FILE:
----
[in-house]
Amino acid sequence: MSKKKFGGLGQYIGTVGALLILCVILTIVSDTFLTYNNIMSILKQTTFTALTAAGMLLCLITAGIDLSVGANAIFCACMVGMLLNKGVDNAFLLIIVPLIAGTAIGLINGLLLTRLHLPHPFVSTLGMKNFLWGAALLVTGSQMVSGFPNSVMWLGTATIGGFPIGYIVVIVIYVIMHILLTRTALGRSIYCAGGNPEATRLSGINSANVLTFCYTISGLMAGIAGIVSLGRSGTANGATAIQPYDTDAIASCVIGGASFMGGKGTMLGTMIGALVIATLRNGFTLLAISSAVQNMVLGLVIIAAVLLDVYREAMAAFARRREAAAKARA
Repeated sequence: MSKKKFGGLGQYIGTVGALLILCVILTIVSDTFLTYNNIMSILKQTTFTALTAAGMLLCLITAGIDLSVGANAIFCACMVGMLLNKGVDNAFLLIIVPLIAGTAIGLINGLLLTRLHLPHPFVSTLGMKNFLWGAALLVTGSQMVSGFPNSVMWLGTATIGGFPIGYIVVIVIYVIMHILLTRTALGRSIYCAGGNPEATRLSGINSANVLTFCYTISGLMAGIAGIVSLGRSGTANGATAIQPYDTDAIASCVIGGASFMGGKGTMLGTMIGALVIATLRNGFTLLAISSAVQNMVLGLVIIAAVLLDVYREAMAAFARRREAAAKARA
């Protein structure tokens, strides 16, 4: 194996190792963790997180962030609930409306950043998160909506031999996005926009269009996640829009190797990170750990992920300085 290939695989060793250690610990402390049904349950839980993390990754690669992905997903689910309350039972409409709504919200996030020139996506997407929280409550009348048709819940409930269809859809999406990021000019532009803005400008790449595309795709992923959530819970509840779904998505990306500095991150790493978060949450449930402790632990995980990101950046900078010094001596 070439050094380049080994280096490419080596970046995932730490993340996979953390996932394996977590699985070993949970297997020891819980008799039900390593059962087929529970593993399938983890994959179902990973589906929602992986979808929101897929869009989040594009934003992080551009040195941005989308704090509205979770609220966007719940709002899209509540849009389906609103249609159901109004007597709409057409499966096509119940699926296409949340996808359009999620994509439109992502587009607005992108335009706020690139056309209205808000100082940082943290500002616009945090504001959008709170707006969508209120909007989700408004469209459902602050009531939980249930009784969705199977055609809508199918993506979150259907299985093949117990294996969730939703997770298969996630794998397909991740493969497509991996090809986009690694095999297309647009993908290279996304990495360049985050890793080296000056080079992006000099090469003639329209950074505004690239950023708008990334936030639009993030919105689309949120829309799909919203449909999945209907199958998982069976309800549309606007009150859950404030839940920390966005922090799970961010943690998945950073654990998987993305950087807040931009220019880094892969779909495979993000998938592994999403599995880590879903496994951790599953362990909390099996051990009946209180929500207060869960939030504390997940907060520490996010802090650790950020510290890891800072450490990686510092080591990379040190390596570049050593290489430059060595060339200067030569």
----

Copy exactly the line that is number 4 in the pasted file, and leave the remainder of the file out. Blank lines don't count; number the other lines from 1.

């Protein structure tokens, strides 16, 4: 194996190792963790997180962030609930409306950043998160909506031999996005926009269009996640829009190797990170750990992920300085 290939695989060793250690610990402390049904349950839980993390990754690669992905997903689910309350039972409409709504919200996030020139996506997407929280409550009348048709819940409930269809859809999406990021000019532009803005400008790449595309795709992923959530819970509840779904998505990306500095991150790493978060949450449930402790632990995980990101950046900078010094001596 070439050094380049080994280096490419080596970046995932730490993340996979953390996932394996977590699985070993949970297997020891819980008799039900390593059962087929529970593993399938983890994959179902990973589906929602992986979808929101897929869009989040594009934003992080551009040195941005989308704090509205979770609220966007719940709002899209509540849009389906609103249609159901109004007597709409057409499966096509119940699926296409949340996808359009999620994509439109992502587009607005992108335009706020690139056309209205808000100082940082943290500002616009945090504001959008709170707006969508209120909007989700408004469209459902602050009531939980249930009784969705199977055609809508199918993506979150259907299985093949117990294996969730939703997770298969996630794998397909991740493969497509991996090809986009690694095999297309647009993908290279996304990495360049985050890793080296000056080079992006000099090469003639329209950074505004690239950023708008990334936030639009993030919105689309949120829309799909919203449909999945209907199958998982069976309800549309606007009150859950404030839940920390966005922090799970961010943690998945950073654990998987993305950087807040931009220019880094892969779909495979993000998938592994999403599995880590879903496994951790599953362990909390099996051990009946209180929500207060869960939030504390997940907060520490996010802090650790950020510290890891800072450490990686510092080591990379040190390596570049050593290489430059060595060339200067030569």